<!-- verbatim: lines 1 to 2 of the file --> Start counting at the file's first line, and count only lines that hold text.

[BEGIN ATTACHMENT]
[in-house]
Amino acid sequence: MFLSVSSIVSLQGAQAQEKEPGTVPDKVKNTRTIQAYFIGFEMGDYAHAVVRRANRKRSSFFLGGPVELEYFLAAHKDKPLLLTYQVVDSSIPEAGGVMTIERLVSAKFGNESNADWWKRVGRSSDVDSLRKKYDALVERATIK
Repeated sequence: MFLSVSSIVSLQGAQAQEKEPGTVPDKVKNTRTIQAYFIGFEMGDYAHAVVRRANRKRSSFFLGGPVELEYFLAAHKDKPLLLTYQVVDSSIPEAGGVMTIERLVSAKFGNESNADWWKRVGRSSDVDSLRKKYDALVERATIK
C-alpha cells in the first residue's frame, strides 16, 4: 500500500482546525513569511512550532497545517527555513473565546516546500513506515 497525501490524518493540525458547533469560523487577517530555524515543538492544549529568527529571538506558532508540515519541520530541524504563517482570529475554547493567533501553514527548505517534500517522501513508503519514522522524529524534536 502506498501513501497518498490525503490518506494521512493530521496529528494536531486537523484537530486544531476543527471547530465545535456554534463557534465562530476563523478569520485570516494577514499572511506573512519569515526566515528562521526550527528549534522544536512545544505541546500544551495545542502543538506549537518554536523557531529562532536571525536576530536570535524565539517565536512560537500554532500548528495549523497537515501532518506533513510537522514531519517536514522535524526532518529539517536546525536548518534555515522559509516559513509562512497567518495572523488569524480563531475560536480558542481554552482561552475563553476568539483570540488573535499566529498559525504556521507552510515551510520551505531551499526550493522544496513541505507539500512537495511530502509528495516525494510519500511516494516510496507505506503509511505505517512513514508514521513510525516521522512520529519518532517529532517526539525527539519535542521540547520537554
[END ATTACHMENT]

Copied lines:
[in-house]
Amino acid sequence: MFLSVSSIVSLQGAQAQEKEPGTVPDKVKNTRTIQAYFIGFEMGDYAHAVVRRANRKRSSFFLGGPVELEYFLAAHKDKPLLLTYQVVDSSIPEAGGVMTIERLVSAKFGNESNADWWKRVGRSSDVDSLRKKYDALVERATIK